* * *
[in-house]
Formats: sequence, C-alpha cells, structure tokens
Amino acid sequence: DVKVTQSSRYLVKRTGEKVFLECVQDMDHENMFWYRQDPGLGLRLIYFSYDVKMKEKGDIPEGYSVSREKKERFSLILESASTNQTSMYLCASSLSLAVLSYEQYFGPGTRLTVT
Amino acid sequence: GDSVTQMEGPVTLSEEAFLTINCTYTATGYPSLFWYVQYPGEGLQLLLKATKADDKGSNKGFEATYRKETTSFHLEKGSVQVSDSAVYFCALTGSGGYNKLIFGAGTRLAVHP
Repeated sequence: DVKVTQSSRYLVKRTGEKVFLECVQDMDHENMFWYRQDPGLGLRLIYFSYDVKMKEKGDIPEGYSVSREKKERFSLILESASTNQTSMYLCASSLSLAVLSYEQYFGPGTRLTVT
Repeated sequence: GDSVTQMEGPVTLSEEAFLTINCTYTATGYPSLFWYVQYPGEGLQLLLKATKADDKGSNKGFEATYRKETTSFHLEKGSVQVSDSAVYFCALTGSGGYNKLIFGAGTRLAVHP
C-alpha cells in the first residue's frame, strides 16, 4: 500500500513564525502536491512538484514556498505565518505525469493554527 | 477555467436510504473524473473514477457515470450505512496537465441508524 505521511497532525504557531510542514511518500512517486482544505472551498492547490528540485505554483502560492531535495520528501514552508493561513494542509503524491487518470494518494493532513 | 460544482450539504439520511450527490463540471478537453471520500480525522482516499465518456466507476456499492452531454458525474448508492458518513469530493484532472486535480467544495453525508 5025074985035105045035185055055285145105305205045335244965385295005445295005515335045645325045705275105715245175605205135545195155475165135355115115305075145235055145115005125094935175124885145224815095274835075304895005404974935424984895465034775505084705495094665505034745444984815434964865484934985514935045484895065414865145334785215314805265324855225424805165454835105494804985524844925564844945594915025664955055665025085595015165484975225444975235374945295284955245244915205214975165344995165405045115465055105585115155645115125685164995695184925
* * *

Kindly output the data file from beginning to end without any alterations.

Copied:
[in-house]
Formats: sequence, C-alpha cells, structure tokens
Amino acid sequence: DVKVTQSSRYLVKRTGEKVFLECVQDMDHENMFWYRQDPGLGLRLIYFSYDVKMKEKGDIPEGYSVSREKKERFSLILESASTNQTSMYLCASSLSLAVLSYEQYFGPGTRLTVT
Amino acid sequence: GDSVTQMEGPVTLSEEAFLTINCTYTATGYPSLFWYVQYPGEGLQLLLKATKADDKGSNKGFEATYRKETTSFHLEKGSVQVSDSAVYFCALTGSGGYNKLIFGAGTRLAVHP
Repeated sequence: DVKVTQSSRYLVKRTGEKVFLECVQDMDHENMFWYRQDPGLGLRLIYFSYDVKMKEKGDIPEGYSVSREKKERFSLILESASTNQTSMYLCASSLSLAVLSYEQYFGPGTRLTVT
Repeated sequence: GDSVTQMEGPVTLSEEAFLTINCTYTATGYPSLFWYVQYPGEGLQLLLKATKADDKGSNKGFEATYRKETTSFHLEKGSVQVSDSAVYFCALTGSGGYNKLIFGAGTRLAVHP
C-alpha cells in the first residue's frame, strides 16, 4: 500500500513564525502536491512538484514556498505565518505525469493554527 | 477555467436510504473524473473514477457515470450505512496537465441508524 505521511497532525504557531510542514511518500512517486482544505472551498492547490528540485505554483502560492531535495520528501514552508493561513494542509503524491487518470494518494493532513 | 460544482450539504439520511450527490463540471478537453471520500480525522482516499465518456466507476456499492452531454458525474448508492458518513469530493484532472486535480467544495453525508 5025074985035105045035185055055285145105305205045335244965385295005445295005515335045645325045705275105715245175605205135545195155475165135355115115305075145235055145115005125094935175124885145224815095274835075304895005404974935424984895465034775505084705495094665505034745444984815434964865484934985514935045484895065414865145334785215314805265324855225424805165454835105494804985524844925564844945594915025664955055665025085595015165484975225444975235374945295284955245244915205214975165344995165405045115465055105585115155645115125685164995695184925